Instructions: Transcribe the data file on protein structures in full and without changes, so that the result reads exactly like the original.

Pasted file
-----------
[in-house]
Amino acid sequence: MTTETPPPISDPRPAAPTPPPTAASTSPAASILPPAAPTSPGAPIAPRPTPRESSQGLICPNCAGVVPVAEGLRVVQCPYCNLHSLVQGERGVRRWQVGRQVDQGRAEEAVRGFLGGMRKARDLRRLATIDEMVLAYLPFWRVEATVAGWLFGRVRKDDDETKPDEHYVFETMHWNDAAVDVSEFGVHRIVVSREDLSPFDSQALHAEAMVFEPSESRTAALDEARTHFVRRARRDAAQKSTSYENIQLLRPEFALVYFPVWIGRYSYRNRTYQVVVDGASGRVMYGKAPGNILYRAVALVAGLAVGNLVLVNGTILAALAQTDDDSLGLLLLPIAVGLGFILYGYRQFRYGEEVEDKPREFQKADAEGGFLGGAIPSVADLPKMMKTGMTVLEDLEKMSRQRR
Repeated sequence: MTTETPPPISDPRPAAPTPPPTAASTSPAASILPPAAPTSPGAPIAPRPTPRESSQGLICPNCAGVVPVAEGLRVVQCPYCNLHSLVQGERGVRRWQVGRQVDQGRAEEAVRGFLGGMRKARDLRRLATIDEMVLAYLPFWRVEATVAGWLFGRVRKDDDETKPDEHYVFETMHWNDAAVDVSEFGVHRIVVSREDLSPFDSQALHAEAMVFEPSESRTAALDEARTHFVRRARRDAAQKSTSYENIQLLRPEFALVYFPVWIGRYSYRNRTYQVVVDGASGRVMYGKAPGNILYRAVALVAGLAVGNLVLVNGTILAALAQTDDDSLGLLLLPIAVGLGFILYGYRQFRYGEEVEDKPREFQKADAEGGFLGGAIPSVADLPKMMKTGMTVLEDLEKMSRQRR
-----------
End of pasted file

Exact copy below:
[in-house]
Amino acid sequence: MTTETPPPISDPRPAAPTPPPTAASTSPAASILPPAAPTSPGAPIAPRPTPRESSQGLICPNCAGVVPVAEGLRVVQCPYCNLHSLVQGERGVRRWQVGRQVDQGRAEEAVRGFLGGMRKARDLRRLATIDEMVLAYLPFWRVEATVAGWLFGRVRKDDDETKPDEHYVFETMHWNDAAVDVSEFGVHRIVVSREDLSPFDSQALHAEAMVFEPSESRTAALDEARTHFVRRARRDAAQKSTSYENIQLLRPEFALVYFPVWIGRYSYRNRTYQVVVDGASGRVMYGKAPGNILYRAVALVAGLAVGNLVLVNGTILAALAQTDDDSLGLLLLPIAVGLGFILYGYRQFRYGEEVEDKPREFQKADAEGGFLGGAIPSVADLPKMMKTGMTVLEDLEKMSRQRR
Repeated sequence: MTTETPPPISDPRPAAPTPPPTAASTSPAASILPPAAPTSPGAPIAPRPTPRESSQGLICPNCAGVVPVAEGLRVVQCPYCNLHSLVQGERGVRRWQVGRQVDQGRAEEAVRGFLGGMRKARDLRRLATIDEMVLAYLPFWRVEATVAGWLFGRVRKDDDETKPDEHYVFETMHWNDAAVDVSEFGVHRIVVSREDLSPFDSQALHAEAMVFEPSESRTAALDEARTHFVRRARRDAAQKSTSYENIQLLRPEFALVYFPVWIGRYSYRNRTYQVVVDGASGRVMYGKAPGNILYRAVALVAGLAVGNLVLVNGTILAALAQTDDDSLGLLLLPIAVGLGFILYGYRQFRYGEEVEDKPREFQKADAEGGFLGGAIPSVADLPKMMKTGMTVLEDLEKMSRQRR